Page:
Fridays on the Farm: Striving for Plant Diversity in Nebraska | TheFencePost.com
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Fridays on the Farm: Striving for Plant Diversity in Nebraska

The Klawitter’s llama, Spot, visits the cattle while they graze. The couple use the CRP haying and grazing provisions as a management tool for their cattle and buffalo. Photo by Bobbie Kriz-Wickham
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Meet Randy and Dayna Klawitter of Verdigre, Neb., where they raise corn, alfalfa, and hay, and manage their small cow and bison herds. The couple acquired the land from Randy’s father in the early 1990s and started building the operation from scratch. With a degree in agronomy, Klawitter knows his native plant species and works hard to ensure the plants that emerge on the property will benefit local wildlife.

“I like plant diversity, it’s one of my favorite things,” Klawitter said. “This is a very dry area with little rain, so we have to stay on top of things to make sure invasives don’t take over.”

CONSERVATION RESERVE PROGRAM

Building on Klawitter’s passion for plant diversity, the couple has worked with USDA’s Farm Service Agency over the years to enroll around 300 acres in the Conservation Reserve Program. In exchange for a yearly rental payment, farmers enrolled in CRP agree to remove environmentally sensitive land from agricultural production and plant species that will improve environmental health and quality.



Klawitter shows variety of wildflower. His background in agronomy helps him identify and manage the plant species on his operation. Photo by Bobbie Kriz-Wickham
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The Klawitters have implemented five different practices on their operation through their CRP contracts, including farmable wetlands, tree belt, Grassland CRP, rare and declining habitat with pollinators, and native prairie habitat through the Nebraska State Acres for Wildlife Enhancement initiative. Practices in this initiative help restore vital habitat to meet high-priority state wildlife conservation goals.

Klawitter takes the management requirements that come with holding CRP contracts seriously and is a big believer in the use of prescribed burns for this purpose.

“I use late spring burns when I can and where it makes sense,” Klawitter said. “It stunts the brome grass, and warm season grasses can fill in better.”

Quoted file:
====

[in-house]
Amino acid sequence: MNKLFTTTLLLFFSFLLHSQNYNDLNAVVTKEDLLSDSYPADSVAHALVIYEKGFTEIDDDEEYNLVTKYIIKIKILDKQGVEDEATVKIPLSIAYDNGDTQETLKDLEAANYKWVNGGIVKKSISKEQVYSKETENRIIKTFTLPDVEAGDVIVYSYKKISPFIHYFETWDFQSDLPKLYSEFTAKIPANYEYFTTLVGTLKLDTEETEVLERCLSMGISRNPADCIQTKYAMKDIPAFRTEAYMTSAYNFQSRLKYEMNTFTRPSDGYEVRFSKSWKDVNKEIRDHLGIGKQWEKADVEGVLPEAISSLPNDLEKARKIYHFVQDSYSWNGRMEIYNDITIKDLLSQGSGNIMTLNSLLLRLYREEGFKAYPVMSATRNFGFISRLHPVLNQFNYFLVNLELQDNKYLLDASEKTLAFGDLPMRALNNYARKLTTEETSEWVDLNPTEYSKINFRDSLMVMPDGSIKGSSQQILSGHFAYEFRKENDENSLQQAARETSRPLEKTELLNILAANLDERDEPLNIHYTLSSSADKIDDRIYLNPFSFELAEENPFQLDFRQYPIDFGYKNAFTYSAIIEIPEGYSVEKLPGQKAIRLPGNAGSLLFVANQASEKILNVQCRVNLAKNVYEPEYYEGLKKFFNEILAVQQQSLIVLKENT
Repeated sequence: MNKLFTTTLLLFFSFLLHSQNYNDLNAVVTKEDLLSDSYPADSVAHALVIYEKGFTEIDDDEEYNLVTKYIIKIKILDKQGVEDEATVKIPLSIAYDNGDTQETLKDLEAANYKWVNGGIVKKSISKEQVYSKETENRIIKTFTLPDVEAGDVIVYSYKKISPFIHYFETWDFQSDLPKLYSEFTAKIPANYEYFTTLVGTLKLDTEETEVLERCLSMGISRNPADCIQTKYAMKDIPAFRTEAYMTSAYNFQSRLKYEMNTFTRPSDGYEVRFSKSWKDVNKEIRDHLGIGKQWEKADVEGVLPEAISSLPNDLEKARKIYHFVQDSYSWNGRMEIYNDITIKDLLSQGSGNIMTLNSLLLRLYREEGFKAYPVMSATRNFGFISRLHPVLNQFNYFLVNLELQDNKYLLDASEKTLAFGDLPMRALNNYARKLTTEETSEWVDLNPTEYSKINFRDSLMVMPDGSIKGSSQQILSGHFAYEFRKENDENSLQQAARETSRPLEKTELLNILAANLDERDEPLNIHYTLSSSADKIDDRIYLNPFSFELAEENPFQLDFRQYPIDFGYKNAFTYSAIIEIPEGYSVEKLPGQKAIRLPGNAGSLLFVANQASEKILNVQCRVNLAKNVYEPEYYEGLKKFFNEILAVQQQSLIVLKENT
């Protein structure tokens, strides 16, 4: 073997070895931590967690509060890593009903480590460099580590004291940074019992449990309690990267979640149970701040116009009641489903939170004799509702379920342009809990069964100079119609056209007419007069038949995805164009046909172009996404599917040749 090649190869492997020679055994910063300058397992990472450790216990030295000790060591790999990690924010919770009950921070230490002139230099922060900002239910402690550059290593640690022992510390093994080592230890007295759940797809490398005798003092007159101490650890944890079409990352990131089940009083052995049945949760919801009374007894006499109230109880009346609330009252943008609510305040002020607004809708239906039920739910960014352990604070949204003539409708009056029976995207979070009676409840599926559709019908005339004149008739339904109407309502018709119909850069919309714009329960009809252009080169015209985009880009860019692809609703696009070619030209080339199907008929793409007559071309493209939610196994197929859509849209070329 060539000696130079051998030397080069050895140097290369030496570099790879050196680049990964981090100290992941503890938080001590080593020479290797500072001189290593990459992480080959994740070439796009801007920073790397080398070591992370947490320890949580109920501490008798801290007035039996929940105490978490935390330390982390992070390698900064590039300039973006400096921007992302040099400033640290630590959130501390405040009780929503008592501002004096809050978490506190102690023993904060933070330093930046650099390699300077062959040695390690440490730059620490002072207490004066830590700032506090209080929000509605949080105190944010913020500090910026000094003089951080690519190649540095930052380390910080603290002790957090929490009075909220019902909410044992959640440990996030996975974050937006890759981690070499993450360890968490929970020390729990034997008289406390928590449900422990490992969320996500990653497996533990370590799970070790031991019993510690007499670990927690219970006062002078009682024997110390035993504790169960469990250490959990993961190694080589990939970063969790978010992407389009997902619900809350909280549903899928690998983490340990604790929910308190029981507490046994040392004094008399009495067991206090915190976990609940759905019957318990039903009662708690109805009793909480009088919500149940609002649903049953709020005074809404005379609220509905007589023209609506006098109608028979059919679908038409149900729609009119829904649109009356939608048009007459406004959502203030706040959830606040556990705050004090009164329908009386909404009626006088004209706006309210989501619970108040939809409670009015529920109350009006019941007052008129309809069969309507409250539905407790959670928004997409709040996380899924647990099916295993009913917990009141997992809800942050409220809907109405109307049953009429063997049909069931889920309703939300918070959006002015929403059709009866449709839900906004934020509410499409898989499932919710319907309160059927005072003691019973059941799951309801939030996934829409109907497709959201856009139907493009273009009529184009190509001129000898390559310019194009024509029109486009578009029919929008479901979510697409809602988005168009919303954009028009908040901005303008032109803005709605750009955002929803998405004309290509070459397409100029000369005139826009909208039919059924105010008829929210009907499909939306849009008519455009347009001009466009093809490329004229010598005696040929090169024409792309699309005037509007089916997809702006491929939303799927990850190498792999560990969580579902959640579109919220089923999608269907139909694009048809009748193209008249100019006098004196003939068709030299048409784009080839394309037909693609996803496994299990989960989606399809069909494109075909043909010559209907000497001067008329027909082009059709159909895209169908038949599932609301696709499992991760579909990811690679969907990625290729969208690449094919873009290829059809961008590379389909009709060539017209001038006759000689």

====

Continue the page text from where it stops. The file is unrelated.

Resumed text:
Klawitter opens a cinquefoil pod to show the large amounts of seed inside. He said he tries to stay ahead of the weed population on his CRP ground. Photo by Bobbie Kriz-Wickham
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He also does some spot spraying, being careful to only attack targeted areas to remove potential invasive threats before they get a foothold. Because he has livestock, he also uses CRP haying and grazing as a management tool.

STEWARDS OF THE LAND

FSA staff in Knox County provide guidance and support to help Klawitter with management requirements and other compliance needs. Klawitter said he also relies on local natural resource professionals to help him make his CRP even better, working with the Nebraska Game and Parks Commission and USDA’s Natural Resources Conservation Service.

The Klawitter’s llama, Spot, visits the cattle while they graze. The couple use the CRP haying and grazing provisions as a management tool for their cattle and buffalo. Photo by Bobbie Kriz-Wickham
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“Randy and Dayna are true stewards of the land. They have exhibited a commitment to improving wildlife habitat in CRP fields and native grasslands for decades,” NRCS District Conservationist Rebekah Jessen said. “Randy isn’t afraid to pick up the phone or stop by the local USDA Service Center when he has a question. You can regularly see him walk in with a plant that needs identified or have questions on management recommendations.”

Klawitter said the work that comes with managing CRP is worth it when he sees all the deer, pheasants, songbirds, and insects that make their home on their acres.

Visit local farms, ranches, forests, and resource areas through our Fridays on the Farm stories. Meet farmers, producers, and landowners who are working to improve their operations with USDA programs.

A couple of bumblebees go to work on purple prairie clover. Photo by Bobbie Kriz-Wickham
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USDA offers a variety of risk management, disaster assistance, loan, and conservation programs to help producers weather ups and downs in the market and recover from natural disasters as well as invest in improvements to their operations.

For more information about USDA programs and services, contact your local USDA service center.

Kriz-Wickham is the state communications coordinator for the Farm Service Agency in Nebraska.

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